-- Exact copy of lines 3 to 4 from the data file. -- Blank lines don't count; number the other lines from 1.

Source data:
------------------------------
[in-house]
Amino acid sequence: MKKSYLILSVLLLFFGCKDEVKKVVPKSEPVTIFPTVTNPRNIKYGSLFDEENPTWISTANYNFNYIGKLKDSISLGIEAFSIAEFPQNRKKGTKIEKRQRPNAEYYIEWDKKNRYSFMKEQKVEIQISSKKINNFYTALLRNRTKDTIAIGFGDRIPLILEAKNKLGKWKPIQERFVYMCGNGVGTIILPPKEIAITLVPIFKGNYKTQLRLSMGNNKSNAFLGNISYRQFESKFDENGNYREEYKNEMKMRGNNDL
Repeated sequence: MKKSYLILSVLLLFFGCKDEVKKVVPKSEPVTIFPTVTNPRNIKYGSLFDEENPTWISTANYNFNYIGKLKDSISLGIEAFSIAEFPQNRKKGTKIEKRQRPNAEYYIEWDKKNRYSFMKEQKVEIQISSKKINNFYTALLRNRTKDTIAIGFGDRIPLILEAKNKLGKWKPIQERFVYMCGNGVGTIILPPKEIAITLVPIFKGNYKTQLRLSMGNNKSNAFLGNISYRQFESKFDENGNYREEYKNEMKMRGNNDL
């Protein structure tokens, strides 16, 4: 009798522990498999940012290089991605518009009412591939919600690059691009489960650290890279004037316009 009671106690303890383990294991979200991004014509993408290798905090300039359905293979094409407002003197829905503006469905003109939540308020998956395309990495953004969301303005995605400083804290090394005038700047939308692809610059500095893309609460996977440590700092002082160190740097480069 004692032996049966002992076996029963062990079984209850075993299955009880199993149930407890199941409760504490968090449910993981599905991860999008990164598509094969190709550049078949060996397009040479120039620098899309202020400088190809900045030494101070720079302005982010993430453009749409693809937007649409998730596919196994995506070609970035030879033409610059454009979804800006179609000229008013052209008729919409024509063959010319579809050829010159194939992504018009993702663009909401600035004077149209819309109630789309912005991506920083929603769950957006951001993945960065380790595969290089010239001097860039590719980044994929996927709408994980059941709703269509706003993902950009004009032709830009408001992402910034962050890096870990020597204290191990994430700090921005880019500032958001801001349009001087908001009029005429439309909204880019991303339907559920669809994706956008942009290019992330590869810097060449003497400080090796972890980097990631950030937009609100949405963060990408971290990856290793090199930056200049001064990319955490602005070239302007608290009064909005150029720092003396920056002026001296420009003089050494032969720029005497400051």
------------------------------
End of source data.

Repeated sequence: MKKSYLILSVLLLFFGCKDEVKKVVPKSEPVTIFPTVTNPRNIKYGSLFDEENPTWISTANYNFNYIGKLKDSISLGIEAFSIAEFPQNRKKGTKIEKRQRPNAEYYIEWDKKNRYSFMKEQKVEIQISSKKINNFYTALLRNRTKDTIAIGFGDRIPLILEAKNKLGKWKPIQERFVYMCGNGVGTIILPPKEIAITLVPIFKGNYKTQLRLSMGNNKSNAFLGNISYRQFESKFDENGNYREEYKNEMKMRGNNDL
């Protein structure tokens, strides 16, 4: 009798522990498999940012290089991605518009009412591939919600690059691009489960650290890279004037316009 009671106690303890383990294991979200991004014509993408290798905090300039359905293979094409407002003197829905503006469905003109939540308020998956395309990495953004969301303005995605400083804290090394005038700047939308692809610059500095893309609460996977440590700092002082160190740097480069 004692032996049966002992076996029963062990079984209850075993299955009880199993149930407890199941409760504490968090449910993981599905991860999008990164598509094969190709550049078949060996397009040479120039620098899309202020400088190809900045030494101070720079302005982010993430453009749409693809937007649409998730596919196994995506070609970035030879033409610059454009979804800006179609000229008013052209008729919409024509063959010319579809050829010159194939992504018009993702663009909401600035004077149209819309109630789309912005991506920083929603769950957006951001993945960065380790595969290089010239001097860039590719980044994929996927709408994980059941709703269509706003993902950009004009032709830009408001992402910034962050890096870990020597204290191990994430700090921005880019500032958001801001349009001087908001009029005429439309909204880019991303339907559920669809994706956008942009290019992330590869810097060449003497400080090796972890980097990631950030937009609100949405963060990408971290990856290793090199930056200049001064990319955490602005070239302007608290009064909005150029720092003396920056002026001296420009003089050494032969720029005497400051």